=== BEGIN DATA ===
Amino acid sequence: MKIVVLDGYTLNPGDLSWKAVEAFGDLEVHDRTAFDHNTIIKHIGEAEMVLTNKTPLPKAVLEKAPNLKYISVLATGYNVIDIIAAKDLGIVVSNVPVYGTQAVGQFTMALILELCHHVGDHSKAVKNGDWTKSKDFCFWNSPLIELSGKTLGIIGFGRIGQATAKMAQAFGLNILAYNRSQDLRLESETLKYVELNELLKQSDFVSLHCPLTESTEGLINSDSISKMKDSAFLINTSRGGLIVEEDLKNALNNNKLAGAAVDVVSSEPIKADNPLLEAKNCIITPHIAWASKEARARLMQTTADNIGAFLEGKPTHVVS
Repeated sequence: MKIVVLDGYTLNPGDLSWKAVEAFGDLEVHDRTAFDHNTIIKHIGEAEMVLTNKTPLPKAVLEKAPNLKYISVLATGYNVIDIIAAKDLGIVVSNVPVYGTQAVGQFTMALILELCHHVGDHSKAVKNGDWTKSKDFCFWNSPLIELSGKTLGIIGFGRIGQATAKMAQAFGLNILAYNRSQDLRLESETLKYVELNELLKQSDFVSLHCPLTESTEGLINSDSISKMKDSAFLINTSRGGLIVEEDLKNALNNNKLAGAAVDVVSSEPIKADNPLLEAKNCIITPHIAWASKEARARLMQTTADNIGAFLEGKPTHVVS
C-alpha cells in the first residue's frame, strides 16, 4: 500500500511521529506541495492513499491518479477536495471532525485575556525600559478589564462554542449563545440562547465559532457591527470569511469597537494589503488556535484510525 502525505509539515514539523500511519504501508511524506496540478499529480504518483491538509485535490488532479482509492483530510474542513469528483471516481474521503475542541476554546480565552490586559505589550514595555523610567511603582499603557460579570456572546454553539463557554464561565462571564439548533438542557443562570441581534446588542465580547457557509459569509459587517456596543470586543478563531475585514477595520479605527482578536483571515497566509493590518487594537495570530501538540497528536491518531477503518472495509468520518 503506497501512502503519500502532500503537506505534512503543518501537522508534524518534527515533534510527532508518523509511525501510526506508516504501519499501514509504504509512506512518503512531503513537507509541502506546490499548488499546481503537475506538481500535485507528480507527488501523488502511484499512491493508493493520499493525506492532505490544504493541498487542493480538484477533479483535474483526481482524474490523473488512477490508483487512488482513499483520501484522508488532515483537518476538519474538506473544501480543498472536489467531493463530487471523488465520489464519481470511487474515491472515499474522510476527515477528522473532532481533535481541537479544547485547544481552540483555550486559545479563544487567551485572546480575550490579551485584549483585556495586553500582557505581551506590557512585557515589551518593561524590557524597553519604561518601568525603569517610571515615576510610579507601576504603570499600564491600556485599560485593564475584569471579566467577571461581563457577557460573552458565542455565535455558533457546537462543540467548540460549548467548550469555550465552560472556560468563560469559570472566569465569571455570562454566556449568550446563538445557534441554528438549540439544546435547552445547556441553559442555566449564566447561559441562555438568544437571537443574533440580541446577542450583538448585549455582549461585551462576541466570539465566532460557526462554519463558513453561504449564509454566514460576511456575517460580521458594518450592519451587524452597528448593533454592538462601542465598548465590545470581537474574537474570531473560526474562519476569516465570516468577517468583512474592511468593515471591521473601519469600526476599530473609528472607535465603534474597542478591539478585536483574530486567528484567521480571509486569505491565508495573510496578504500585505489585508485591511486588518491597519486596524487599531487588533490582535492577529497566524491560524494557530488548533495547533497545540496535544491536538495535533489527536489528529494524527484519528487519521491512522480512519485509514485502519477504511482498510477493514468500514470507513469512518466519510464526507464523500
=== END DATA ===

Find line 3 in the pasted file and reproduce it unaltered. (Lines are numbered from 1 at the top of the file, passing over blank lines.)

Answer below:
C-alpha cells in the first residue's frame, strides 16, 4: 500500500511521529506541495492513499491518479477536495471532525485575556525600559478589564462554542449563545440562547465559532457591527470569511469597537494589503488556535484510525 502525505509539515514539523500511519504501508511524506496540478499529480504518483491538509485535490488532479482509492483530510474542513469528483471516481474521503475542541476554546480565552490586559505589550514595555523610567511603582499603557460579570456572546454553539463557554464561565462571564439548533438542557443562570441581534446588542465580547457557509459569509459587517456596543470586543478563531475585514477595520479605527482578536483571515497566509493590518487594537495570530501538540497528536491518531477503518472495509468520518 503506497501512502503519500502532500503537506505534512503543518501537522508534524518534527515533534510527532508518523509511525501510526506508516504501519499501514509504504509512506512518503512531503513537507509541502506546490499548488499546481503537475506538481500535485507528480507527488501523488502511484499512491493508493493520499493525506492532505490544504493541498487542493480538484477533479483535474483526481482524474490523473488512477490508483487512488482513499483520501484522508488532515483537518476538519474538506473544501480543498472536489467531493463530487471523488465520489464519481470511487474515491472515499474522510476527515477528522473532532481533535481541537479544547485547544481552540483555550486559545479563544487567551485572546480575550490579551485584549483585556495586553500582557505581551506590557512585557515589551518593561524590557524597553519604561518601568525603569517610571515615576510610579507601576504603570499600564491600556485599560485593564475584569471579566467577571461581563457577557460573552458565542455565535455558533457546537462543540467548540460549548467548550469555550465552560472556560468563560469559570472566569465569571455570562454566556449568550446563538445557534441554528438549540439544546435547552445547556441553559442555566449564566447561559441562555438568544437571537443574533440580541446577542450583538448585549455582549461585551462576541466570539465566532460557526462554519463558513453561504449564509454566514460576511456575517460580521458594518450592519451587524452597528448593533454592538462601542465598548465590545470581537474574537474570531473560526474562519476569516465570516468577517468583512474592511468593515471591521473601519469600526476599530473609528472607535465603534474597542478591539478585536483574530486567528484567521480571509486569505491565508495573510496578504500585505489585508485591511486588518491597519486596524487599531487588533490582535492577529497566524491560524494557530488548533495547533497545540496535544491536538495535533489527536489528529494524527484519528487519521491512522480512519485509514485502519477504511482498510477493514468500514470507513469512518466519510464526507464523500